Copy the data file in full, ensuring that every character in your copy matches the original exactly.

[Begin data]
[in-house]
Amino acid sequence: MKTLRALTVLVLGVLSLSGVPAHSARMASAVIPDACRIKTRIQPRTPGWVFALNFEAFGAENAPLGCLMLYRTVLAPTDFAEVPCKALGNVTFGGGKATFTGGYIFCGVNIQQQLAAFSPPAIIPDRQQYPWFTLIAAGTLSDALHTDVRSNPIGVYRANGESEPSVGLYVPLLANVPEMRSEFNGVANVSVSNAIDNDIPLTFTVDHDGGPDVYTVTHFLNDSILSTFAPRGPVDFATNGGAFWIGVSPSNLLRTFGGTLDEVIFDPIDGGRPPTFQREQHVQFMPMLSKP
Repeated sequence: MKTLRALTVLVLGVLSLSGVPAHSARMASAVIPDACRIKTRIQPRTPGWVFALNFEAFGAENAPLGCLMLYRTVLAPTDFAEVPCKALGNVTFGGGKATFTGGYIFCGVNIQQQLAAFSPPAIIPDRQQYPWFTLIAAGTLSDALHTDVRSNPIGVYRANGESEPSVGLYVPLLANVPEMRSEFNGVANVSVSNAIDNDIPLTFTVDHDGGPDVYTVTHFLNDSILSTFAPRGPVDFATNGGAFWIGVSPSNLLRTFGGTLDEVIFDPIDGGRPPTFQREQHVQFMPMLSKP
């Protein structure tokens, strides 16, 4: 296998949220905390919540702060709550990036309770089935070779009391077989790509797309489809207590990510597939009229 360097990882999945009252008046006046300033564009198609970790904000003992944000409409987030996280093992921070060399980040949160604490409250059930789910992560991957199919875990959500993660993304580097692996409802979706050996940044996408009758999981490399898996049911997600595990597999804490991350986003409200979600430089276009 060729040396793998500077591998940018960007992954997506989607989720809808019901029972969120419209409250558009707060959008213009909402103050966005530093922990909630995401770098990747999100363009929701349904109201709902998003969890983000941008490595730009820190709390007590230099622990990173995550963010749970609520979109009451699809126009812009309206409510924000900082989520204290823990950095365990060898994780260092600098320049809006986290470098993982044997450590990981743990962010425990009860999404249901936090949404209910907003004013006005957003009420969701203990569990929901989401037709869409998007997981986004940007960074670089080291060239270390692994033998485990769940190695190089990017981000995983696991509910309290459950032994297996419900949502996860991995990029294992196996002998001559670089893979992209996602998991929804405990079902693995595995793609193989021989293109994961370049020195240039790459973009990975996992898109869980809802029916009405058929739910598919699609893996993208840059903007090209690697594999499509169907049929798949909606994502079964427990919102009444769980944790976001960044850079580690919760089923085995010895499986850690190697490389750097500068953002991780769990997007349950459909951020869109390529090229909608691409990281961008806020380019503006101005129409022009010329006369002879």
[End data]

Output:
[in-house]
Amino acid sequence: MKTLRALTVLVLGVLSLSGVPAHSARMASAVIPDACRIKTRIQPRTPGWVFALNFEAFGAENAPLGCLMLYRTVLAPTDFAEVPCKALGNVTFGGGKATFTGGYIFCGVNIQQQLAAFSPPAIIPDRQQYPWFTLIAAGTLSDALHTDVRSNPIGVYRANGESEPSVGLYVPLLANVPEMRSEFNGVANVSVSNAIDNDIPLTFTVDHDGGPDVYTVTHFLNDSILSTFAPRGPVDFATNGGAFWIGVSPSNLLRTFGGTLDEVIFDPIDGGRPPTFQREQHVQFMPMLSKP
Repeated sequence: MKTLRALTVLVLGVLSLSGVPAHSARMASAVIPDACRIKTRIQPRTPGWVFALNFEAFGAENAPLGCLMLYRTVLAPTDFAEVPCKALGNVTFGGGKATFTGGYIFCGVNIQQQLAAFSPPAIIPDRQQYPWFTLIAAGTLSDALHTDVRSNPIGVYRANGESEPSVGLYVPLLANVPEMRSEFNGVANVSVSNAIDNDIPLTFTVDHDGGPDVYTVTHFLNDSILSTFAPRGPVDFATNGGAFWIGVSPSNLLRTFGGTLDEVIFDPIDGGRPPTFQREQHVQFMPMLSKP
């Protein structure tokens, strides 16, 4: 296998949220905390919540702060709550990036309770089935070779009391077989790509797309489809207590990510597939009229 360097990882999945009252008046006046300033564009198609970790904000003992944000409409987030996280093992921070060399980040949160604490409250059930789910992560991957199919875990959500993660993304580097692996409802979706050996940044996408009758999981490399898996049911997600595990597999804490991350986003409200979600430089276009 060729040396793998500077591998940018960007992954997506989607989720809808019901029972969120419209409250558009707060959008213009909402103050966005530093922990909630995401770098990747999100363009929701349904109201709902998003969890983000941008490595730009820190709390007590230099622990990173995550963010749970609520979109009451699809126009812009309206409510924000900082989520204290823990950095365990060898994780260092600098320049809006986290470098993982044997450590990981743990962010425990009860999404249901936090949404209910907003004013006005957003009420969701203990569990929901989401037709869409998007997981986004940007960074670089080291060239270390692994033998485990769940190695190089990017981000995983696991509910309290459950032994297996419900949502996860991995990029294992196996002998001559670089893979992209996602998991929804405990079902693995595995793609193989021989293109994961370049020195240039790459973009990975996992898109869980809802029916009405058929739910598919699609893996993208840059903007090209690697594999499509169907049929798949909606994502079964427990919102009444769980944790976001960044850079580690919760089923085995010895499986850690190697490389750097500068953002991780769990997007349950459909951020869109390529090229909608691409990281961008806020380019503006101005129409022009010329006369002879």